“Ella, are you all right?”

David pulled her away from her thoughts. “I’m okay. Bree wanted me to tell you to go home and get some sleep since you never went to bed last night.”

“My wife worries too much. Josiah and I need to work out some details about the training this weekend.” David studied her. “But you should definitely go home. You were here before I was this morning.”

“But these lists—”

The jarring ring of the phone cut off the rest of Ella’s sentence. She snatched it up and said, “Northern Frontier Search and Rescue. How may I help you?”

“Mrs. Jackson?” a female voice asked.

It sounded like one of the counselors at the day camp Robbie went to during the summer. “Yes. Is this Stacy?”

“Yes. I’m so sorry to call you, but your son and two other boys are missing. We’ve looked everywhere around here and can’t find them. We’ll continue—”

“What happened?” Stunned, Ella gripped the phone tighter. Surely she’d misheard.

“We don’t know. Robbie, Travis and Michael were playing together during free time between activities, but when the counselor rounded up everyone for the Alaskan bear presentation, they were gone.”

“I’ll be right there with some help to search for them.” She didn’t know how she managed to speak a coherent sentence, her mouth was as dry as the desert. Phone still in her trembling hand, Ella rose, glancing around for her purse. Where did she put it?

“I’d hoped you would say that. It’s not like them to run off.”

“I’ll be there as soon as possible.” She nearly dropped the phone as she looked around trying to find her leather bag. Beads of perspiration broke out on her forehead. Usually it was on the floor under the desk near her feet.

Where is it? I need my keys. The camp wouldn’t call me unless…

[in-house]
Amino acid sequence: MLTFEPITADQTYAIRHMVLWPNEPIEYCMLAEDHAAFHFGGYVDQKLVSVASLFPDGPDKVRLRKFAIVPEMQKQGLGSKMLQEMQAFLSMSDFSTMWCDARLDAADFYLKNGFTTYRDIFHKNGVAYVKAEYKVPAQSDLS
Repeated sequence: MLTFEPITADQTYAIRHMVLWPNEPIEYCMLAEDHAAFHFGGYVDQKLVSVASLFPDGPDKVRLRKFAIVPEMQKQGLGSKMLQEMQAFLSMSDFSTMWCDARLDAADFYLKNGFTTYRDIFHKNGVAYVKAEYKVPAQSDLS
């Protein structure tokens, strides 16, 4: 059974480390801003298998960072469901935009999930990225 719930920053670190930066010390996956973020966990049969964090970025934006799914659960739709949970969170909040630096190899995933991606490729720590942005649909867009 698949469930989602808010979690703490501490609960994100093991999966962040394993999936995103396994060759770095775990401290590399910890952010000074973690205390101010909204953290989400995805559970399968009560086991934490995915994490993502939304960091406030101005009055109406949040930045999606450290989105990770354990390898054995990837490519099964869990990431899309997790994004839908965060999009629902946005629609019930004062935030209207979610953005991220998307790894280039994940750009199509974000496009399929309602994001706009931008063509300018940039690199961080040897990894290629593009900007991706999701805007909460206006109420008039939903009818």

Her heartbeat raced. Tears pooled in her eyes. She put the phone in its cradle, and then rummaged through her desk drawers.

David clasped her arms and forced her to stop her search. “What’s wrong?”

“It’s Robbie. He’s missing from Camp Yukon with two other boys.”

David released his grasp and reached toward the filing cabinet. “Here’s your purse.” He put it in her hand.

She hugged her handbag against her chest, then started for the door.

“Wait, Ella. Let me make some calls. We’ll get volunteers out to the campsite. Josiah is still out in the hangar with his dog, Buddy. Catch him before his sister leaves. She was heading out to her car when I came in. Have one of them drive you. You shouldn’t go by yourself, and it might take me some time to get the search organized and notify the authorities in case the camp hasn’t.”

As though on autopilot, Ella changed directions and headed to the hangar, scanning the cavernous area for Josiah Witherspoon and his search and rescue German shepherd. They had just been successful in finding Mr. Otterman. But then she thought back to the ones they hadn’t found in time. Not my son. Please, God. Not my son.